Large animals loom in Steve Yockey’s new comedy Large Animal Games at Impact Theatre, although the real ones — a Spanish bull and African gazelle — have an absent presence. The real bull is a gorgeous Lothario named Miguel (Roy Landaverde), who falls prey to sweet, matronly Rose (Elissa Dunn) when she shows up at a correo del toro in his pueblo. Rose recounts the story to her friend Nicole (Cindy Im) over a bottle of Jameson’s after coming home with a new prize in tow. At that point, it’s hard to tell who got gigoloed: Rose is clearly a woman on the hunt, and she describes Miguel in terms that a naturalist might use to depict an antelope. But then Miguel emerges, clad in a red towel that swishes around like a cape, freshly showered from a TransAtlantic flight that he took on Rose’s dime, hungrily eyeing Nicole. He’s an animal, indeed, but also a willing participant in his own exploitation.
We are all animals, according to Yockey. And as such, we’re enslaved by our primal instincts. The characters in Large Animal Games all desire intimacy or fulfillment, but they have different — sometimes bizarre — ways of seeking it. Rose and Nicole have such repressed female libido that they’ll willingly act out a sex fantasy before thinking it all the way through. Spoiled Alicia (Marissa Keltie) strives for class privilege and financial security. Rose’s roommate Valerie (Leontyne Mbele-Mbong) sees big-game hunting as a form of empowerment. Miguel wants whatever he can get. It’s the women who do all the desiring and manipulating here. They stock rifles, stack their ammo, and brag to friends about their exploits. The men, meanwhile, seem to enjoy being feminized. Alicia’s boyfriend Stan (Timothy Redmond) wears women’s lingerie beneath his boy clothes. Miguel happily prances around in a towel and says sweet nothings in Spanish, allowing Rose and Nicole to derive pleasure from objectification. Jimmy (Jai Sahai), the store clerk of a women’s lingerie boutique that becomes a central motif in the script, serves as both a fashion consultant and one-way spiritual guide.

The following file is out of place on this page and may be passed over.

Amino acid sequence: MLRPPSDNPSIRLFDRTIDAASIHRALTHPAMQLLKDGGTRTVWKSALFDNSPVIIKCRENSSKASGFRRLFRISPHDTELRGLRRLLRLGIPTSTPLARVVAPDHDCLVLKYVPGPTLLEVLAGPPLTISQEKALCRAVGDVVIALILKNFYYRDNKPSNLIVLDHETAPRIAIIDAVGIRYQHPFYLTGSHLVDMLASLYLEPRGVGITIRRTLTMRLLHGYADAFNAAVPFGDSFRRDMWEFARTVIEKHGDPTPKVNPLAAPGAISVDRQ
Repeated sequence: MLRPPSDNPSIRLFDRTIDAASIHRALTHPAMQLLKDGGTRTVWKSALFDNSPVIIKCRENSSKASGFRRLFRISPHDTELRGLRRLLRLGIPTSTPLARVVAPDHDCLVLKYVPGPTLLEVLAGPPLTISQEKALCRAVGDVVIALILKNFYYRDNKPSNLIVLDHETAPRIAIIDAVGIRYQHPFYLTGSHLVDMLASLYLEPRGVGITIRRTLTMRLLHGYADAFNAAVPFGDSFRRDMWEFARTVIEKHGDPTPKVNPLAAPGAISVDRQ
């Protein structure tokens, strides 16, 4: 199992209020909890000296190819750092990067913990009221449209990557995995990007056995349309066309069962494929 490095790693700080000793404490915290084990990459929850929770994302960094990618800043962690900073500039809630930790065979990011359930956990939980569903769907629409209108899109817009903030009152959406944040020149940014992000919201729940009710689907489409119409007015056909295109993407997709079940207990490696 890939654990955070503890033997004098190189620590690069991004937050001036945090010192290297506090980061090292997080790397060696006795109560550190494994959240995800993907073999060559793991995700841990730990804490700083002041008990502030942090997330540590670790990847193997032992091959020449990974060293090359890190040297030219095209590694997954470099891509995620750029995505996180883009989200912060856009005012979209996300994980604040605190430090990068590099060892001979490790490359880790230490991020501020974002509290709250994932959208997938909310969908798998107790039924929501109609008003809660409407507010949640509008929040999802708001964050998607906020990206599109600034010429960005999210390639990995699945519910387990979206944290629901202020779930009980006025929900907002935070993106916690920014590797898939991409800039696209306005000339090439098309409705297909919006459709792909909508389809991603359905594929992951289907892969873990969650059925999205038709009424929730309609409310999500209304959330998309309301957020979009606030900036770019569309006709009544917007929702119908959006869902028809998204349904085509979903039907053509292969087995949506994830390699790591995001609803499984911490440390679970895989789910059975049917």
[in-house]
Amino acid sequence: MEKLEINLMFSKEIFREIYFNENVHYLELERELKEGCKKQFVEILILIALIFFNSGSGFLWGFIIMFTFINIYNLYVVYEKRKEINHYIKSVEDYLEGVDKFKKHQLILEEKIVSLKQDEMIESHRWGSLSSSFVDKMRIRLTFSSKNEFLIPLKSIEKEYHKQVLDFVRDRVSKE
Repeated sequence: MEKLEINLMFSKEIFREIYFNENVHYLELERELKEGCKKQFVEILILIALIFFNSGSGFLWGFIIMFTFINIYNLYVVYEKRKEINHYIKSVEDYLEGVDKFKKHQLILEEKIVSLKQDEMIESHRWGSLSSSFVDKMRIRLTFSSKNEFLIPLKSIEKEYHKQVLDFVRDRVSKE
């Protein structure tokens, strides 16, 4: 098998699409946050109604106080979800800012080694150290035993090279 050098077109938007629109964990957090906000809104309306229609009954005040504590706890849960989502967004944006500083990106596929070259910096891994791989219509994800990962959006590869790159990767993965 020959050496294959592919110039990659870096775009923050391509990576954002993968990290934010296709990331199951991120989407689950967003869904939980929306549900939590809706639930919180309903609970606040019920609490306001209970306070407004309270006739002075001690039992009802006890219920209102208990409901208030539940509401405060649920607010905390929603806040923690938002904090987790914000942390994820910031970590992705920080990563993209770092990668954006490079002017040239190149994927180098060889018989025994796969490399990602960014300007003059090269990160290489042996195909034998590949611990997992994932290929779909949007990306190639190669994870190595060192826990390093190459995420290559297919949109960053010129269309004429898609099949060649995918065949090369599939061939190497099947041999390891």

At seventy minutes, the play is quick, clean, and a little unsatisfying, but that’s probably the point. It weaves three storylines around the theme of hunting and desiring (i.e., animal games) amid a hodge-podge of gender symbols. The lingerie store, as envisioned by director Melissa Hillman and scenic designer Sarah Coykendall, is a weird liminal zone where characters act out their fantasies. Its walls are purple and white; its boudoir contains a rack of identical scarlet frocks, dyed the same blood-lusty red as Miguel’s toreador bath towel. Salesclerk Jimmy is an aggressively femme St. Peter, with his omnipresent tape measure and constant volley of customer service pleasantries. Everyone enters that space with his own motivations: Rose wants to trap a man, Alicia wants to look like an expensive doily, Stan wants to imagine himself being looked at.
Then there’s the gazelle, another symbol that Valerie encounters on her Kenyan safari. Facing the barrel of Valerie’s gun, it seems tender and fragile — certainly less barbaric than the human trying to kill it. Since Valerie is coded as the play’s most androgynous character (she wears baggy safari clothes and carries a phallic weapon), some might see the gazelle as a lost “feminine side” coming back to haunt her.
In that short window of time, the stories resolve to varying degrees. Valerie has the most interesting trajectory, though her character leaves the most to be desired because most of her story is filtered through monologues, rather than acted out. Rose is by far the best character, mostly owing to Dunn’s terrific interpretation. Dunn plays Rose as one of those congenitally maternal gals who hits middle age before the end of her twenties. She easily gets seduced by the idea of being useful to somebody — even a low-life Spaniard whose language she doesn’t understand. Alicia and Stan’s story has the most potential and the least payoff. Their compromise at the end is more a Band-Aid solution than a genuine reconciliation. You realize, moreover, that he’s not fast enough for her. The real Alicia would never go for a dude who relied on women’s underwear for his “swagger.”
For a company of modest means, Impact came up with a pretty compelling interpretation of Large Animal Games. Its stage doesn’t allow for real set changes, so most scenes took place with those purple and white lingerie store walls in the background — which actually gave the play a sense of continuity. The play’s only real deficiencies lay in the script proper, which left a lot of questions unanswered — like what will become of Alicia’s relationship with Stan, or Rose and Nicole’s friendship, or Valerie and Nicole’s roommate relationship, or Valerie’s femininity. Perhaps Yockey meant to keep things open-ended because seldom in life do we experience complete fulfillment — and desire is such a malleable thing, anyway. Or maybe he wanted to leave a large animal in the room.